impairing the obligation of contracts, and avers that all the treaties referred to are contracts of the highest character and of the most solemn obligation. It asserts that the Constitutional provision that Congress shall have power to regulate commerce with the Indian tribes is a power which, from its nature, is exclusive, and consequently forbids all interference by any one of the States. That Congress have, in execution of this power, passed various acts, and, among others, the act of 1802, "to regulate trade and intercourse with the Indian tribes, and to preserve peace on the frontiers." The objects of these acts are to consecrate the Indian boundary as arranged by the treaties, and they contain clear recognitions of the sovereignty of the Indians, and of their exclusive right to give and to execute the law within that boundary.
The bill proceeds to state that, in violation of these treaties, of the Constitution of the United States, and of the Act of Congress of 1802, the State of Georgia, at a session of her Legislature held in December in the year 1828, passed an act, which received the assent of the Governor of that State on the twentieth day of that month and year, entitled,
"An act to add the territory lying within this State and occupied by the Cherokee Indians, to the counties of Carroll, De Kalb, Gwinett, Hall, and Habersham, and to extend the laws of this State over the same, and for other purposes."
That afterwards, to-wit in the year 1829, the Legislature of the said State of Georgia passed another act, which received the assent of the Governor on the 19th December of that year, entitled,
"An act to add the territory lying within the chartered limits of Georgia, now in the occupancy of the Cherokee Indians, to the counties of Carroll, De Kalb, Gwinett, Hall, and Habersham, and to extend the laws of this State over the same, and to annul all laws and ordinances made by the Cherokee Nation of Indians, and to provide for the compensation of officers serving legal processes in said territory, and to regulate the testimony of Indians, and to repeal the ninth section of the Act of 1828 on this subject."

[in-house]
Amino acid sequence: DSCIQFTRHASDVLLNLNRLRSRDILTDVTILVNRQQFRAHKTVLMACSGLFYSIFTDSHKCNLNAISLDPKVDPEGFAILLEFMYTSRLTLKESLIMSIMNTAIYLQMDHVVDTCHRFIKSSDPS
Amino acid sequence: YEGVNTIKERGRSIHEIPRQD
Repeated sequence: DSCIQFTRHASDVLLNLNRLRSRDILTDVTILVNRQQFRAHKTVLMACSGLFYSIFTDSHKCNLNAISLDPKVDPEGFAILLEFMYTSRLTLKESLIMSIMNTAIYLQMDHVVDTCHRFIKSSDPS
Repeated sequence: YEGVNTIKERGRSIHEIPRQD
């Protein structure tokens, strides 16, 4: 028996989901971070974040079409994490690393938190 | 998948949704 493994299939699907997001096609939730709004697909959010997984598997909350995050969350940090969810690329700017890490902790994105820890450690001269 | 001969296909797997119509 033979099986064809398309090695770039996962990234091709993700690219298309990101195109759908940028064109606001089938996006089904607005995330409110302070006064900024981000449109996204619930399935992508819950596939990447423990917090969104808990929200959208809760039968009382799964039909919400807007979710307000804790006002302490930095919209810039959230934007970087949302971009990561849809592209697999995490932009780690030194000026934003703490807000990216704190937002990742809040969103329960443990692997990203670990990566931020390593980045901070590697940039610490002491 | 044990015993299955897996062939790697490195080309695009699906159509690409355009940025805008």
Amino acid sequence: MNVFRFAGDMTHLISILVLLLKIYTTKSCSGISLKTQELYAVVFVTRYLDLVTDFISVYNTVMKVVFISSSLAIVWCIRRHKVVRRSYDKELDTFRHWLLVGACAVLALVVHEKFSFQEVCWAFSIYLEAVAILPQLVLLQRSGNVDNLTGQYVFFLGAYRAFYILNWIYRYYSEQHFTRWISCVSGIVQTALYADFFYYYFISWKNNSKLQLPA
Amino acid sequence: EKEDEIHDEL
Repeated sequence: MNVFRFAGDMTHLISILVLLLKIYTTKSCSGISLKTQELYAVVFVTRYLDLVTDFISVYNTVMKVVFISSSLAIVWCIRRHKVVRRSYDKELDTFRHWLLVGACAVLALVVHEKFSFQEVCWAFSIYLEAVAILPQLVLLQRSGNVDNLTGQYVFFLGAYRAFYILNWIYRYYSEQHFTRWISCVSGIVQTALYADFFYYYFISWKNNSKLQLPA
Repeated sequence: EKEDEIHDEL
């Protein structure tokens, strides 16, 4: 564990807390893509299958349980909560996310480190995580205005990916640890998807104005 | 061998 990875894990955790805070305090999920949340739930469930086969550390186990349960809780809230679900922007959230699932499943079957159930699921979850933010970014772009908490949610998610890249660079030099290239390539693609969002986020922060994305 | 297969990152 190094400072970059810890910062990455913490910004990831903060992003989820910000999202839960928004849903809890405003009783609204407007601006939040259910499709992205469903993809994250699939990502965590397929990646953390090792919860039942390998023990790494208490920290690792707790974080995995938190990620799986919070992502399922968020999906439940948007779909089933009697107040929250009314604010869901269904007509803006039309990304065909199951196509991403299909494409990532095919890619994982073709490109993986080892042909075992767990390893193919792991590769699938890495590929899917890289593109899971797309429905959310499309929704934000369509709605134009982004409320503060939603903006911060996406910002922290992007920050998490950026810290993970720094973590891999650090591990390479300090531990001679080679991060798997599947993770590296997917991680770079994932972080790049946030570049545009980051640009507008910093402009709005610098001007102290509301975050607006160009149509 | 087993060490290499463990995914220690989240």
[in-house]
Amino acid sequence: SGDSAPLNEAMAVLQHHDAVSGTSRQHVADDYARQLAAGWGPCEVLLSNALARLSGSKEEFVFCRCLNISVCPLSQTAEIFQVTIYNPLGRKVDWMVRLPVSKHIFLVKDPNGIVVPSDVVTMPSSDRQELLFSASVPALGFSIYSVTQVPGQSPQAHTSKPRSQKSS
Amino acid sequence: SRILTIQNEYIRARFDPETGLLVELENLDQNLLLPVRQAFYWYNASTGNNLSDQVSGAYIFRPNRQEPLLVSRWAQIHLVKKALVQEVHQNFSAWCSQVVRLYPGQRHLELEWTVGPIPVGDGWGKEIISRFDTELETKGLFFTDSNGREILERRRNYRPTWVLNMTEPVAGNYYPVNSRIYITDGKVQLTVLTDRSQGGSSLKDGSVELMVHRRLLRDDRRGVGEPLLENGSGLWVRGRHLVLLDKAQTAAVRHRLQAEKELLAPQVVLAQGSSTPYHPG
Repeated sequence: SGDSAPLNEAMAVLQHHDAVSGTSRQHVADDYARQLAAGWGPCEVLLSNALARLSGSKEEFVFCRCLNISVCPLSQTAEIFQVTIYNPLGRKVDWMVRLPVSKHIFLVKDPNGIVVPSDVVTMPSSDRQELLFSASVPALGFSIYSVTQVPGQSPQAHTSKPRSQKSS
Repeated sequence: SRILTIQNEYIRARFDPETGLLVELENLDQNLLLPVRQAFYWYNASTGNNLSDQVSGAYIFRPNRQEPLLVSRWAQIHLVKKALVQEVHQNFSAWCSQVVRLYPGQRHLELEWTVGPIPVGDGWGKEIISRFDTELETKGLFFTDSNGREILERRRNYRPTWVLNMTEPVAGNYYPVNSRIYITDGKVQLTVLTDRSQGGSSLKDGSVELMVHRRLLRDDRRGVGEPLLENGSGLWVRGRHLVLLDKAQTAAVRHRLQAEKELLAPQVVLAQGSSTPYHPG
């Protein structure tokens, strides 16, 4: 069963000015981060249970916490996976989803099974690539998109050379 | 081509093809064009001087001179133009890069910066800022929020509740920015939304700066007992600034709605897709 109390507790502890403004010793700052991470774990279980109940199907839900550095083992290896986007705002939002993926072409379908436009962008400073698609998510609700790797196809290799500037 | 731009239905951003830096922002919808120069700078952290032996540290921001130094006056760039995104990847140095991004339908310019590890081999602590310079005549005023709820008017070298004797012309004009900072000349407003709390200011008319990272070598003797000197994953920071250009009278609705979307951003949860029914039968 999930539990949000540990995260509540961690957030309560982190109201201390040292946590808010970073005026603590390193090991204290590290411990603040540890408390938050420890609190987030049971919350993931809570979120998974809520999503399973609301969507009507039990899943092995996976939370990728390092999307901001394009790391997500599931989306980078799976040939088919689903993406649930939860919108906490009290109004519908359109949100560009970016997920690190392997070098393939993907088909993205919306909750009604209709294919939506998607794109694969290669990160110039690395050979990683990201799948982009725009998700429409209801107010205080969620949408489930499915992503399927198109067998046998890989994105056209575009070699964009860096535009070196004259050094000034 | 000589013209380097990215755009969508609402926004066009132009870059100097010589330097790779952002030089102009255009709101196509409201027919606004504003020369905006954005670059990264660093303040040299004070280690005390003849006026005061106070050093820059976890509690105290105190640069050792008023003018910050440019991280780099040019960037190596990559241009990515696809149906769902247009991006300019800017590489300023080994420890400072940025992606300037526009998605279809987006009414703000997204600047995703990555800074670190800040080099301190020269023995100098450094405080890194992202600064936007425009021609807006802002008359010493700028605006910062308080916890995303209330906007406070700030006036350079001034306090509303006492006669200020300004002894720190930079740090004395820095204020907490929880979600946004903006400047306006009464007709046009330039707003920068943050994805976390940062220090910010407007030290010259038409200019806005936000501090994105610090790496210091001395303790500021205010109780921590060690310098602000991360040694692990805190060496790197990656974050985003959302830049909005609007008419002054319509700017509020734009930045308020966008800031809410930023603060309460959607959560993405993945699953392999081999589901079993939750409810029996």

The effect of these laws, and their purposes, are stated to be to parcel out the territory of the Cherokees; to extend all the laws of Georgia over the same; to abolish the Cherokee laws, and to deprive the Cherokees of the protection of their laws;
to prevent them, as individuals, from enrolling for emigration, under the penalty of indictment before the State courts of Georgia; to make it murder in the officers of the Cherokee government to inflict the sentence of death in conformity with the Cherokee laws, subjecting them all to indictment therefor, and death by hanging; extending the jurisdiction of the justices of the peace of Georgia into the Cherokee territory, and authorising the calling out of the militia of Georgia to enforce the process; and finally, declaring that no Indian, or descendant of any Indian, residing within the Cherokee Nation of Indians shall be deemed a competent witness in any court of the State of Georgia, in which a white person may be a party, except such white person resides within the said nation.
All these laws are averred to be null and void because repugnant to treaties in full force, to the Constitution of the United States, and to the Act of Congress of 1802.
The bill then proceeds to State the interference of President Washington for the protection of the Cherokees, and the resolutions of the Senate in consequence of his reference of the subject of intrusions on their territory. That, in 1802, the State of Georgia, in ceding to the United States a large body of lands within her alleged chartered limits and imposing a condition that the Indian title should be peaceably extinguished, admitted the subsisting Indian title. That cessions of territory have always been voluntarily made by the Indians in their national character, and that cessions have been made of as much land as could be spared, until the cession of 1819,
"when they had reduced their territory into as small a compass as their own convenience would bear, and they then accordingly resolved to cede no more."
The bill then refers to the various applications of Georgia to the United States to extinguish the Indian title by force, and her denial of the obligations of the treaties with the Cherokees, although, under these treaties, large additions to her disposable lands had been made, and states that Presidents Monroe and Adams, in succession, understanding the articles of cession and agreement between the State of Georgia and the United States in the year 1802 as binding the United States to extinguish the Indian title so soon only as it could be done peaceably and on reasonable terms, refused themselves to apply force to these complainants